White v. White

Annotate this Case

374 So. 2d 335 (1979)

Virginia Kay WHITE v. Robert Dale WHITE.

Civ. 1713.

Court of Civil Appeals of Alabama.

May 2, 1979.

Rehearing Denied June 6, 1979.

James B. Kierce, Jr., of Stone, Patton & Kierce, Bessemer, for appellant.

Walter W. Furner, Bessemer, for appellee.


This is a divorce case.

The parties were divorced by the Circuit Court of Jefferson County, Bessemer Division, on August 23, 1978 for incompatibility after a seven year marriage. One son was born to these parties, and was two and a half years old at the time of the divorce.

The court awarded custody of the child to the defendant-mother and ordered the plaintiff-father to pay $75 per week as child support. The court also awarded defendant periodic alimony of $75 per week, and gave her all of the household appliances and furniture and a 1973 Monte Carlo automobile.

*336 The husband was also ordered to maintain in force for the benefit of the child a $100,000 life insurance policy and medical, hospital and dental insurance policies. He was also ordered to pay the excess of all bills for these services not paid by the insurers. Bills in the amount of $1,500 were ordered to be paid by the husband, and the wife's attorneys were authorized to receive from the husband $2,250 as a fee for their services.

The only piece of real property owned by the partiesa partially completed house was ordered sold and the proceeds divided equally between the parties.

The trial proceedings were not recorded by a court reporter and the parties have filed here a statement of the proceedings as authorized by Rule 10(d), ARAP.

On appeal the wife contends that the award of periodic alimony,[1] alimony in gross, and child support is inadequate to the point of being an abuse of the trial court's discretion.

The pertinent facts in this case show that the parties were married in 1971 or 1972, shortly after the husband was released from the military. They moved into a house located near the wife's parents and owned by the husband's father-in-law, for which they paid $100 per month rent. The husband worked at several jobs until 1974 when he went into the garbage collection business with a friend. The business prospered to the point that in 1977 the husband reported a gross income of approximately $55,000.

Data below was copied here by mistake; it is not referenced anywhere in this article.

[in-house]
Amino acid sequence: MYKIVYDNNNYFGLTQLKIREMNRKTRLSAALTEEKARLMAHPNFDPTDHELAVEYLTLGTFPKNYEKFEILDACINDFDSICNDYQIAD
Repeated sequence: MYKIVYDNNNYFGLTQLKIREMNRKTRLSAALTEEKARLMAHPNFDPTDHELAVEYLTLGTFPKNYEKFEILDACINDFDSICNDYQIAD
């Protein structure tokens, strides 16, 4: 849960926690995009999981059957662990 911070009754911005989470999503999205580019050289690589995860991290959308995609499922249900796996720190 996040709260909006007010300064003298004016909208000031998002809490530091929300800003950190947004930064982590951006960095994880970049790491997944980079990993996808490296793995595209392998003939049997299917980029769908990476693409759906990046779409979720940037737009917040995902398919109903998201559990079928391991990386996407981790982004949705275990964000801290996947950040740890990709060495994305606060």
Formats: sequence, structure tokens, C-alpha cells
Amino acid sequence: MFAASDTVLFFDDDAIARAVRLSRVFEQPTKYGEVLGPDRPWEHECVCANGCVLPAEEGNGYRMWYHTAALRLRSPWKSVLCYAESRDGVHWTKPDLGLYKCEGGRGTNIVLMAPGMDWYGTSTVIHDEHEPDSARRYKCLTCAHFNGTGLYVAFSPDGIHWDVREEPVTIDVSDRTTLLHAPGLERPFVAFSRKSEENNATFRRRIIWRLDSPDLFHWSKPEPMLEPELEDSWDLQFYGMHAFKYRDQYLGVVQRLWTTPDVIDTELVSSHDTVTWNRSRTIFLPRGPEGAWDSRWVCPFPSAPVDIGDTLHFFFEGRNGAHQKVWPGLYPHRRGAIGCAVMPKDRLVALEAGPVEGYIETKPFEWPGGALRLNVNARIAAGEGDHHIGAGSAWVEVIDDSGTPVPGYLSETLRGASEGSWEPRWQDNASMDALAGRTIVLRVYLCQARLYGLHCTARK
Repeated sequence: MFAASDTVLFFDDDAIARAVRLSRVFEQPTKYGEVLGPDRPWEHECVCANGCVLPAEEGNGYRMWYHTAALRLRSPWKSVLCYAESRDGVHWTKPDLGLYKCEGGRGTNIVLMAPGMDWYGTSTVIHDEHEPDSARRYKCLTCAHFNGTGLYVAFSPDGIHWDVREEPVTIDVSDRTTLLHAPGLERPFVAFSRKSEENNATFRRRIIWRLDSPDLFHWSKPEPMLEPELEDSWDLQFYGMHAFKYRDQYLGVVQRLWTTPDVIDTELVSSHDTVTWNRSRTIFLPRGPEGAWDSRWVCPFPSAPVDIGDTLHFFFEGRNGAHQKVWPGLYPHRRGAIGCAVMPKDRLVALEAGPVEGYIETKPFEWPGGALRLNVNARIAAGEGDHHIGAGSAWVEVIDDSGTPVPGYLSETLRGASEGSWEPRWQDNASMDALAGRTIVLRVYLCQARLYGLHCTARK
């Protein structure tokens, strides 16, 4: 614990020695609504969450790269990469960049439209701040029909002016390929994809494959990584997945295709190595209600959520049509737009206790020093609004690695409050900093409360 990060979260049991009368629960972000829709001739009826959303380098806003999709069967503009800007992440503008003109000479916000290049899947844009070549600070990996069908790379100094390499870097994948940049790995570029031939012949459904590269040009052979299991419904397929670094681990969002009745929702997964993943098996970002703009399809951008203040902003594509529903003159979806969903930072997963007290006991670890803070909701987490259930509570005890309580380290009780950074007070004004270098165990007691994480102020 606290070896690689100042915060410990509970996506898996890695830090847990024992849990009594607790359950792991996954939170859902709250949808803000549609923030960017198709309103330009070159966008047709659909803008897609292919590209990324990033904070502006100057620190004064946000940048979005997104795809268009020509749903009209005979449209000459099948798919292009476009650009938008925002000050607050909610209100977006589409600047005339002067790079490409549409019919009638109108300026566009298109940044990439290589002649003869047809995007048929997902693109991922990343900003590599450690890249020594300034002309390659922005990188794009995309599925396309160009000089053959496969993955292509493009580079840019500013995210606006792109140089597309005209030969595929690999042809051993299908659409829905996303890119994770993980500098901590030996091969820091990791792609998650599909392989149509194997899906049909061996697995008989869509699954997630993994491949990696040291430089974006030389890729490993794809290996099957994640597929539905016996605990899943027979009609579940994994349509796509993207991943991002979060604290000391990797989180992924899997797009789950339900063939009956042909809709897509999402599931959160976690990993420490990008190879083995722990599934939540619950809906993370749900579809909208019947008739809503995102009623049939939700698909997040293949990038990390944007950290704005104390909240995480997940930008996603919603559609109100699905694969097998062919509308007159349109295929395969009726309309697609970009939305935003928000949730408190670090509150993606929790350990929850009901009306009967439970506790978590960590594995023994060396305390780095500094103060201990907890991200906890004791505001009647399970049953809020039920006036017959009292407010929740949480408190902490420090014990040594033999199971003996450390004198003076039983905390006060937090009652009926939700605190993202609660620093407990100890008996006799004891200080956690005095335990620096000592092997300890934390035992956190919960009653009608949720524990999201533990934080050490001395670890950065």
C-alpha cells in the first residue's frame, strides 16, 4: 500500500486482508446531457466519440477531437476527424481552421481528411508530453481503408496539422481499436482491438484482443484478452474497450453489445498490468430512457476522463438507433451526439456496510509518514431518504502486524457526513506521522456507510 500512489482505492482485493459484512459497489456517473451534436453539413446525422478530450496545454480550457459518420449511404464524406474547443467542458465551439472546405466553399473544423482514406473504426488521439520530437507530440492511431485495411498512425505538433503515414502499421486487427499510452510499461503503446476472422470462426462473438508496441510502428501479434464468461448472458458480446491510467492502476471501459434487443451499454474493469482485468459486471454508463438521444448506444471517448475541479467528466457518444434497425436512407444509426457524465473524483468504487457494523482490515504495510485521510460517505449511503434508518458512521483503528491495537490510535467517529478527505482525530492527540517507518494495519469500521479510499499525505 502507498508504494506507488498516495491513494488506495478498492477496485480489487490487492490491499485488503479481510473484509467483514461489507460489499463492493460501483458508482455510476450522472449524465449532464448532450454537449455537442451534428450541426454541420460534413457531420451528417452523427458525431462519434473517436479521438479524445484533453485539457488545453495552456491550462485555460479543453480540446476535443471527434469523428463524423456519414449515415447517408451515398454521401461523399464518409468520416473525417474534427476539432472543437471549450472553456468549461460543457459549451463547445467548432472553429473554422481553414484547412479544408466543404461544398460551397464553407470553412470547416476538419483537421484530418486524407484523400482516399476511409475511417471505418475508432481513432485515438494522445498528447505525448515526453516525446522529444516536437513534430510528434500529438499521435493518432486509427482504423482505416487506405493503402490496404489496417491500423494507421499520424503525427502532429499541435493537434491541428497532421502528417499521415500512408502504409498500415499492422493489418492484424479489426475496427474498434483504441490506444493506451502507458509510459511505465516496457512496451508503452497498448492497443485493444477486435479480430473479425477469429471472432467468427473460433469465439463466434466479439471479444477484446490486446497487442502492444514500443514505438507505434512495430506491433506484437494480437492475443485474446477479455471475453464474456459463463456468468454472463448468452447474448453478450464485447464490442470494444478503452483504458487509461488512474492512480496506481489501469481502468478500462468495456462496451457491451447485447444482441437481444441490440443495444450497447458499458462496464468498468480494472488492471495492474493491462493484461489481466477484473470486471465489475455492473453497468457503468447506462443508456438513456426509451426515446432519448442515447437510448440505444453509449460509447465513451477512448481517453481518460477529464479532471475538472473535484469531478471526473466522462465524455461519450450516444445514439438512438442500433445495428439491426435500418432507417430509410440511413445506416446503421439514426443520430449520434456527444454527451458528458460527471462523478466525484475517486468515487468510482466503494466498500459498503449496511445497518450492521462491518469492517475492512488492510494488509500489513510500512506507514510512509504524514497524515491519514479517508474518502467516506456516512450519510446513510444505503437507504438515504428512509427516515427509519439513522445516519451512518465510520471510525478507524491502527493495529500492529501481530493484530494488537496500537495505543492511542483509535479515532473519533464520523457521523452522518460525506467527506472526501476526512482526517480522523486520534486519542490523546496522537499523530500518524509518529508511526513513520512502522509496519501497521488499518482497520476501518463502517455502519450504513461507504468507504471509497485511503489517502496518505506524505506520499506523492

The wife worked for about two years after the marriage as a doctor's assistant. She stated that her net salary at the time she stopped working was about $225 bi-monthly after deductions. She has not worked at a regular job since 1974 except to assist her husband in his business when it was just beginning. She is about thirty years of age, in good health, and has a diploma from Alverson-Draughon Business College.

The wife testified that she would need about $1,090 a month for living expenses.

The husband is in his early thirties, is in good health, and, based on the success of his garbage collection business, has a bright business future.

The husband brought the action for divorce and contended at the hearing thereon that he and his wife were incompatible mainly because she resented his having a social drink and having his friends over to their house for a social drink. He also stated that his wife resented his failure to take her father into the garbage collection business. There was also testimony by the wife that the husband was having an affair with Kathy Webb. Both Kathy Webb and the husband denied any sort of relationship other than a casual one.

We approach a decision in this case with the principle in mind that when a trial court renders a decree after a hearing ore tenus, such decree is presumed correct if supported by the evidence. Stewart v. Stewart, Ala.Civ.App., 341 So. 2d 490 (1977).

With regard to the determination and award of alimony in a divorce case, such is within the discretion of the trial court and an exercise of that discretion will not be reversed except for palpable abuse. Clary v. Clary, 56 Ala.App. 494, 323 So. 2d 380 (1975).